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What Did We Expect?

16 Sep

In its first nine months, the 112th Congress has seen lots of debate, tons of posturing, the drawing of lines in the sand. According to a recent Gallop poll, the American people have been watching and have a historically low opinion of what they have seen, giving Congress a 15% approval rating.

According to the polling data, a continually faltering economy, high unemployment, and what the public calls “partisan gridlock” are to blame for these historically low approval ratings. I can wrap my head around the economy, the continually abysmal jobs reports, and the uncertainty that exists within our financial markets as reasons for a disgruntled electorate.

But I must admit, as much as I hate the political bickering, I cannot help but ask myself, “what did we expect?” when we complain about the gridlock?

All summer I heard things like – “why can’t we just get along? The American people sent those officials to DC to work for us! They act like children!”

If you look at with a simplistic set of glasses, all of these statements are easily understood. But it’s not that simple. In 2010, the American electorate overwhelmingly elected a very liberal President. At the same time, districts all across America that supported President Obama, voted for ultra conservative members of Congress. Then we put these folks together in a room and said, go ahead, make nice and do good work for America. Well, I hate to say this, but President Obama’s view of what is good for America is probably different from a new Member of Congress, who was supported by the Tea Party movement, and his or her view of what is good for America.

I honestly believe that the President and the men and women elected to serve in Congress legitimately, sincerely, and passionately come to the table with good intentions. But the last nine months have demonstrated that on matters where the two principle political philosophies clash on their bedrock positions, intense debate will ignite passionate positions and little common ground exists to find compromise.

Even though the pre-summer debate on the Hill was ugly and sometimes nasty, it’s what we asked for. We elected a conservative majority in the House of Representatives, a liberal majority in the U.S. Senate, and a liberal President. What did we honestly expect?

Yet, despite these canyon-like differences in opinion and philosophy, Congress passed a compromise bill on funding the government and avoided a shut-down in March. Congress passed a compromise bill on the Debt Ceiling increase and avoided a default of U.S. debt.

As we head into the fall, we will likely witness an intense and spirited debate on further cuts and the jobs bill. At the end of the day, after what everyone out there will call “politics as usual,” there will most likely be a compromise bill that incorporates some of what each side wanted. It is important to note that numerous non-bedrock bills pass the House and the Senate every day with bipartisan support, but true and honest differences exist on those issues that define intense differences between the two parties.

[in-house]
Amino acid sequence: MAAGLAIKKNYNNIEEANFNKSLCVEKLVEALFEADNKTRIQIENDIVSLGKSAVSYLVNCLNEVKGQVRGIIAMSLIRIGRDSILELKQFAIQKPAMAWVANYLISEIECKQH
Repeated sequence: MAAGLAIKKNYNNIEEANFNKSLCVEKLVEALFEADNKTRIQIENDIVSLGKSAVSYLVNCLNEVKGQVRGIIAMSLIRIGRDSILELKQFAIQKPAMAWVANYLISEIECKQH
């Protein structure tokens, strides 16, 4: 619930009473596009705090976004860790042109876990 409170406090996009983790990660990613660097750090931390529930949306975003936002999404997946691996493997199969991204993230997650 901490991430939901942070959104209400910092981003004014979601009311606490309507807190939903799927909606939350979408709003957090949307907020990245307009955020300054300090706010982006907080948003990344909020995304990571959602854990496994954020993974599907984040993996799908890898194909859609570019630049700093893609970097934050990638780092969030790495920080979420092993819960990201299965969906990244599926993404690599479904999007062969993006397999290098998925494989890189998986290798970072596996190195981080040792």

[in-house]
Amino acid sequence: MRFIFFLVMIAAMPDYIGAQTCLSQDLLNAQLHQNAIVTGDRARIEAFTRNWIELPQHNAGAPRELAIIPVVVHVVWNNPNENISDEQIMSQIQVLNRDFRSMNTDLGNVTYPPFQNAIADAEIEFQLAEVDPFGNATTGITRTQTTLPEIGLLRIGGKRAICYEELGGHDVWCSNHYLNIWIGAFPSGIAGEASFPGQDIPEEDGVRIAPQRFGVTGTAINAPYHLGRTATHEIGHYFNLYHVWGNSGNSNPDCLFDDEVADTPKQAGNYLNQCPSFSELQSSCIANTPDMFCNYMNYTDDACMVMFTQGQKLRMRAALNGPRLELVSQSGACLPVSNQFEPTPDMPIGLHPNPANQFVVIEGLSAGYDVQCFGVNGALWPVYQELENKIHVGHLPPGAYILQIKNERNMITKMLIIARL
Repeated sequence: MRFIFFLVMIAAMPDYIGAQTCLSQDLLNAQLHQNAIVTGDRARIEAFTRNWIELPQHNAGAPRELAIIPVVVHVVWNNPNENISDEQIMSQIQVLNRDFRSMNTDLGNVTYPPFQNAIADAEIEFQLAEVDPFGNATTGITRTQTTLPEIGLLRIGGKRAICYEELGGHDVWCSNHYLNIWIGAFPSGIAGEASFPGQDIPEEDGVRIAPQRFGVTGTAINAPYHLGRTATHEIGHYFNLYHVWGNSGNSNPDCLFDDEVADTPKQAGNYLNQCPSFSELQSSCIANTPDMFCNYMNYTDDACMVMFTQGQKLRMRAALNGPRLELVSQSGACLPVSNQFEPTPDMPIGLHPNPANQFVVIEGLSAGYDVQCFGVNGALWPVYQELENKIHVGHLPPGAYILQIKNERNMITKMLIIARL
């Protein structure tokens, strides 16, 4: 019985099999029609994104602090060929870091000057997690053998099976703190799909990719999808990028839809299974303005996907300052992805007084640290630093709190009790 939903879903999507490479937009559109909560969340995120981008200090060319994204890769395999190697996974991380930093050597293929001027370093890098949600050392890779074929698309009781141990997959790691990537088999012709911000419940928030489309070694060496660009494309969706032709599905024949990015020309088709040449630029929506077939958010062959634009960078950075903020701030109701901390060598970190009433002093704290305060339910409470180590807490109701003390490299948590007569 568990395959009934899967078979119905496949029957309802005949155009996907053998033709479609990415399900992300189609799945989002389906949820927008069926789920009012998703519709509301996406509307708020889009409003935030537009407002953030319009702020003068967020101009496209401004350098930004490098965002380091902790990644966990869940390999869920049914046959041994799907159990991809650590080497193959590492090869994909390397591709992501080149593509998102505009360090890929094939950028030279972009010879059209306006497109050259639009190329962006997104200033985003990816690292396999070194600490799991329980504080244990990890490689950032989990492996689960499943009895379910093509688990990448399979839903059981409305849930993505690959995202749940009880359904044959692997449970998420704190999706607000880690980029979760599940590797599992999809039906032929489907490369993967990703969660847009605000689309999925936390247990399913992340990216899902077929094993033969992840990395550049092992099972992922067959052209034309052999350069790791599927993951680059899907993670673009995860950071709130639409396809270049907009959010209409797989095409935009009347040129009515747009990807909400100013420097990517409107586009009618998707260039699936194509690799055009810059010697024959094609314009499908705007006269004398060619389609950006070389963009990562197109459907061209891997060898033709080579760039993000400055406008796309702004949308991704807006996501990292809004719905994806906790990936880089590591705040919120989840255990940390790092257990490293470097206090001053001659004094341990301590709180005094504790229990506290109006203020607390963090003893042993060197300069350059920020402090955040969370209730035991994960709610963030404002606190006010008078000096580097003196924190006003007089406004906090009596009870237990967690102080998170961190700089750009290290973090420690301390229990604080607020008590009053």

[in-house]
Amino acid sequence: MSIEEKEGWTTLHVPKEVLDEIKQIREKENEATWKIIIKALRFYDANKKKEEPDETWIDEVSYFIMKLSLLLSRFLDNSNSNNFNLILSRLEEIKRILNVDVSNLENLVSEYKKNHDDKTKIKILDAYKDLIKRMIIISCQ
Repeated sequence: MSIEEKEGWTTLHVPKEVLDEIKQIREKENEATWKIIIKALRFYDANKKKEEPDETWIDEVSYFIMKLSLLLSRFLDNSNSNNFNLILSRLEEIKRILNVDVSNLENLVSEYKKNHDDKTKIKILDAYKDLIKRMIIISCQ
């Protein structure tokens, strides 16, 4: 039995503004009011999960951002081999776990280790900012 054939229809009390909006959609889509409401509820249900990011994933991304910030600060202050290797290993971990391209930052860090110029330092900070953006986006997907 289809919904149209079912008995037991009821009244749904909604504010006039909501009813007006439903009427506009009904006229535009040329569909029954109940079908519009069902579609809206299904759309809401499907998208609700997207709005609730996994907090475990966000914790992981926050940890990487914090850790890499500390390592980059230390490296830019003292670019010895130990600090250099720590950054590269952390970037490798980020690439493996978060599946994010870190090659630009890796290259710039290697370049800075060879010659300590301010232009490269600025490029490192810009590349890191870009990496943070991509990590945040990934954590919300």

The system works. It’s not pretty sometimes, but it works. It functions more smoothly when one party holds a majority over the House and the Senate. It functions even smoother when one party controls all branches of government. But the American electorate voted for a clash of ideologies in 2010 and in spite of those clashing philosophies, the system works.

For the last nine months, we have asked men and women with very different viewpoints to fix the major problems in America. But we have also tied their hands with comments like “you’d better not vote for a tax increase,” or “never compromise, stand firm, and just get the job done,” or “I will never support you again if you vote to increase the debt under any circumstance,” or “I know we have a deficit problem, but project x is just too important to cut.” Honestly, what did we expect?

Congress is nothing more than a reflection of us. We send a politically diverse group of people to Washington, set up unrealistic goals and objectives, demand “no-compromise” solutions, attack solutions and ideas on both sides, and demand that “sacred cows” be removed from consideration when trying to find solutions.

Do you agree with your neighbor all the time? If a cell tower is proposed for your neighborhood, does everyone agree with its placement? If you and ten of your friends sat around the table and discussed how to solve the budget deficit, would you all agree on one solution?

In a little over a year, we will go to the polls again. That is our next chance to change the way business is conducted in Washington. To the 85% who look at Congress unfavorably, I have only this to say: What did you expect?

In 2012, make a decision as to which philosophy you support and stick to it. In the meantime, stop whining and welcome to Democracy.

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Posted by on September 16, 2011 in Politics

 

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